The usual saying goes a little differently: “Distance makes the heart grow fonder” or its opposing sentiment, “Familiarity breeds contempt” but writers are always on the lookout for a different way of seeing the everyday.
To make our work fresh and unique, we scour our brains for ways of saying
what ultimately is the same truth — the truth that has been told by our
predecessors from the first instance that one human spoke to another member of
the cave-dwelling group about an experience they would all need to understand to
In tales of romance, the element of survival may not seem quite as drastic as
how to wrangle with a saber-tooth tiger or avoid eating those poisonous berries
that look so delicious. But the human heart — technically a mere symbol of the
miasma of emotions we cope with every day — can cause the most dire of
consequences to arise from what some consider trivial events.
Falling in love, for many of us, is one of the moments in our lives that
carries with it all the elements of human drama: comedic and tragic. Romantic
love is not for the faint of heart nor is it in any way limited by circumstance.
Each couple experiencing the wonder of finding the one-in-six-billion person who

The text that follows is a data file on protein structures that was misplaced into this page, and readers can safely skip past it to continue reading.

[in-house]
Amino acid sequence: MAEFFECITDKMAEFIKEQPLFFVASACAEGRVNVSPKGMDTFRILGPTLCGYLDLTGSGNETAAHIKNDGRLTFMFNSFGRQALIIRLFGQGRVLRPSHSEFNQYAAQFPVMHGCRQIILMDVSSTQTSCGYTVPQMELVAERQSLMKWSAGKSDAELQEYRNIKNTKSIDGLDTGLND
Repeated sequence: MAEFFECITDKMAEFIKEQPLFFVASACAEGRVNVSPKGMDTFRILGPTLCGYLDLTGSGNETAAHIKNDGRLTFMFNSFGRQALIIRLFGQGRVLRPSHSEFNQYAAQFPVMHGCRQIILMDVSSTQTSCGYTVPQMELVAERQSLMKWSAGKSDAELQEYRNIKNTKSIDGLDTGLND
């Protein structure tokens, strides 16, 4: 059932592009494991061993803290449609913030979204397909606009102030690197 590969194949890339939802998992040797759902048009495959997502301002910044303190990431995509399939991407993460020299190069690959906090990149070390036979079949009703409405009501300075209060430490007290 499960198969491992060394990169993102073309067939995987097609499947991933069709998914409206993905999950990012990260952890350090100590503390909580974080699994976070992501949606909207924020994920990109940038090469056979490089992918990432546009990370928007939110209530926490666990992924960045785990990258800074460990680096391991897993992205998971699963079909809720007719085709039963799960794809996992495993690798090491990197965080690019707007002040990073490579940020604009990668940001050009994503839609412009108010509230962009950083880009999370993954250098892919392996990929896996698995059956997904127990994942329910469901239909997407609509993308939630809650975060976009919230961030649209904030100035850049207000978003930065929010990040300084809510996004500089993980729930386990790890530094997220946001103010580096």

is their perfect match can testify to the miraculous phenomenon — that
overwhelming elation of supreme good fortune. The ultimate “I can’t believe this
has happened to me” moment.
Along with that elation comes the doubt — “This can’t be happening to me - I
don’t deserve this - This can’t be love” — when you wish you’d never met this
Although Romance, as a genre, is often denigrated as “fluff,” “trivial,”
“inconsequential,” most of this criticism comes from a misplaced sense of
intellectual superiority. When I entered the Creative Writing Program at my
university, I did so with the objective of writing “important” novels. I took
classes in every aspect of writing the meaningful short story to the
construction of the meaningful novel.
Try as I did, I wrote …“and they lived happily ever after.” The optimistic
ending is in my nature, probably a result of my childhood spent in reading the
classic fairy tales of world literature but more probably related to my “cup half
full,” “walking on sunshine” point of view.
“Important” novels are those that drag the reader into a downward spiral of
misery and hardship. “Frivolous” books lift readers up, provide “the air beneath
I know which I’d rather write and read. Life is hard, why make it harder?
Tuesday, August 25, 2015
Reading Romance Makes the Heart Grow Fonder
Labels: #fallinginlove, fairy tales, Happily Ever After, Leigh Verrill-Rhys, Nights Before: The Novel, Romance Novels, This Can't Be Love
Leigh is the author of Wait a Lonely Lifetime, Salsa Dancing with Pterodactyls, the serial novel by installment, Nights Before and Pavane for Miss Marcher, both set in her native Maine. Leigh also writes Welsh Medieval Romance under the pen name, Lily Dewaruile.